• For tummy time: Once your baby is old enough to hold their head up, you can place them on their tummy on the curve of the nursing pillow, and drape their arms over the front of it. This gives them more mobility compared to regular tummy time, as they can play with toys in front of them. Although 2 to 3 month olds are able to lift their heads up for short periods, they easily become tired. Most 4 to 6 months old have more stamina, and the use of the nursing pillow for tummy time is better tolerated (source). Once your infant is making attempts to creep or crawl, there is no need to use this pillow.
  • For back laying: The curved pillow can provide a snugly little nest for baby to lie in. The hole cradles their lower back and tushie, while the pillow provides support for their upper back and neck. Plus, they can look at the world around them!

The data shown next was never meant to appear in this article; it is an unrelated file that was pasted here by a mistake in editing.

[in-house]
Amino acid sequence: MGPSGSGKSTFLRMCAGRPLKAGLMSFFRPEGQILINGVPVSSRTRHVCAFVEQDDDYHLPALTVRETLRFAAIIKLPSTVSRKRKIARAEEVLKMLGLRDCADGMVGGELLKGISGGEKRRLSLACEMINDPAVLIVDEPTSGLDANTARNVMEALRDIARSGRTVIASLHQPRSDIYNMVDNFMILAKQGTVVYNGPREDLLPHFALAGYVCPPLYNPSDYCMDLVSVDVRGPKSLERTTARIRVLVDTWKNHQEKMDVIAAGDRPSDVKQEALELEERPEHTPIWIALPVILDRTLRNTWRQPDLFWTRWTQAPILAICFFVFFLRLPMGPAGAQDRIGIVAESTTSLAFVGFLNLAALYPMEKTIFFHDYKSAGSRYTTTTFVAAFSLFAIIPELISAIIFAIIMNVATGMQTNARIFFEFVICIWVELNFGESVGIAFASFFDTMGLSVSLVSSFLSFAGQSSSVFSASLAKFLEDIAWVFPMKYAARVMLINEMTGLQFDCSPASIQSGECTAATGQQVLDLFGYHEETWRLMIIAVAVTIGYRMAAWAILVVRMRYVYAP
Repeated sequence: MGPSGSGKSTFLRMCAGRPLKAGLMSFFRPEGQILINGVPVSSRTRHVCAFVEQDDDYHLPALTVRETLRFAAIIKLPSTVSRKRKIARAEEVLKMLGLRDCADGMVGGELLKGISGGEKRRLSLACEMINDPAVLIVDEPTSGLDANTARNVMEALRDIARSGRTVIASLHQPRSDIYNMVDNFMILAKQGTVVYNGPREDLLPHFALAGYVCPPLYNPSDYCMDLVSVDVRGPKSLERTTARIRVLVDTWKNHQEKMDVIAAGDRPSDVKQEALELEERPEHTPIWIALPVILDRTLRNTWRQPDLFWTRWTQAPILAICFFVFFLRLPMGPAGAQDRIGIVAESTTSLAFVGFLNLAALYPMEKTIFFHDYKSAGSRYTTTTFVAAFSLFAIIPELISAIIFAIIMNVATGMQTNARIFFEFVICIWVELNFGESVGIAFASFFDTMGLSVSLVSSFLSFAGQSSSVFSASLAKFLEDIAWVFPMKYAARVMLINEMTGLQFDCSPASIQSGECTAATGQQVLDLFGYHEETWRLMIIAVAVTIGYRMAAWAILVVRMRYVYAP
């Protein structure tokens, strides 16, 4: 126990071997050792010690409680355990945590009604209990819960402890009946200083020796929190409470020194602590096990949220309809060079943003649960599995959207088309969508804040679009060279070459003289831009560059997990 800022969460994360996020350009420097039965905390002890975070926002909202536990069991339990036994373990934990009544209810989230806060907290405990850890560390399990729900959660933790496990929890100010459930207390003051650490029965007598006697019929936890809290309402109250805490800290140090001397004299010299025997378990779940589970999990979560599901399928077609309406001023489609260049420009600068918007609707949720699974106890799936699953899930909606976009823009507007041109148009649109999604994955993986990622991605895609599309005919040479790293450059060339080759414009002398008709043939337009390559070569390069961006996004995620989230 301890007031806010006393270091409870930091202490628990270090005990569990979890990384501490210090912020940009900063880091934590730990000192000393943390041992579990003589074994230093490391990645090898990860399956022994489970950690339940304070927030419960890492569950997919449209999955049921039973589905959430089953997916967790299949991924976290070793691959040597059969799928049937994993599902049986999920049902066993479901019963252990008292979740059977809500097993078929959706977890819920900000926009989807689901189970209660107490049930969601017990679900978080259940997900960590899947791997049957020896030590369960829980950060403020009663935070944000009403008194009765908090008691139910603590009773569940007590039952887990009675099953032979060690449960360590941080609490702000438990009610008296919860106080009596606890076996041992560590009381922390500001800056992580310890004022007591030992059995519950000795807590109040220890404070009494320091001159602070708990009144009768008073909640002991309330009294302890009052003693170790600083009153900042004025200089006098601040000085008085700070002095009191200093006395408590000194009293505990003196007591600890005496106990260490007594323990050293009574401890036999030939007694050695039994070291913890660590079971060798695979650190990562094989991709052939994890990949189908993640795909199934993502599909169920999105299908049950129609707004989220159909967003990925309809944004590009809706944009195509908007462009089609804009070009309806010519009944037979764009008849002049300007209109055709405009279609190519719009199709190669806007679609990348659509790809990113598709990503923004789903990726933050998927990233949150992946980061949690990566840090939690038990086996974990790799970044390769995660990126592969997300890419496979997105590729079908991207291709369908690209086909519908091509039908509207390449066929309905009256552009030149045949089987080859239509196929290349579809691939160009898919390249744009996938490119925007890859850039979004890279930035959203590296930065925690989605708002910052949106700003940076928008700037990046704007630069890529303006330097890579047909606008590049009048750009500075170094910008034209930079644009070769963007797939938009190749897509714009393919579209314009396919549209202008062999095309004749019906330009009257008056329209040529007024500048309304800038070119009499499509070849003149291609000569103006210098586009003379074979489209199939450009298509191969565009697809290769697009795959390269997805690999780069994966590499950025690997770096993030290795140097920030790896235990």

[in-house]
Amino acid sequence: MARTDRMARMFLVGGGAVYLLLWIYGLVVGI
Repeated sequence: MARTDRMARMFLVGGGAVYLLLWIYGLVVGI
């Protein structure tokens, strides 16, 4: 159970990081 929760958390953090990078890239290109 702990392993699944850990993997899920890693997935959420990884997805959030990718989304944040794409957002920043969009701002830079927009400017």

Take Note

    This is only recommended for periods when your baby is awake. Nursing pillows are not safe for sleeping (3).
  • For supported sitting: This was my son’s favorite item as he was learning to sit up, and gaining core strength and stability. I would simply place him in the hole of the nursing pillow. Then, wrap it around his back, to provide support and extra cushioning for if (when) he fell over.

It’s Okay To Let Go

Maybe you’ve grown tired of dragging your nursing pillow around with you everywhere. As your baby grows, there will be signs you two may be ready to stop relying on the pillow.

Reevaluate every couple months as your body changes and your baby grows, keeping in mind the following:

  • How big is baby?
  • What is my body type, and what support do I need?
  • How does breastfeeding feel?

If you’ve decided to let go after reading this, you can now move to using the pillow in other creative ways with your baby!

Headshot of Dr. Leah Alexander, MD, FAAP

Medically Reviewed by

Dr. Leah Alexander, MD, FAAP

Leah Alexander, M.D. FAAP is board certified in General Pediatrics and began practicing pediatrics at Elizabeth Pediatric Group of New Jersey in 2000. She has been an independently contracted pediatrician with Medical Doctors Associates at Pediatricare Associates of New Jersey since 2005. Outside of the field of medicine, she has an interest in culinary arts. Leah Alexander has been featured on Healthline, Verywell Fit, Romper, and other high profile publications.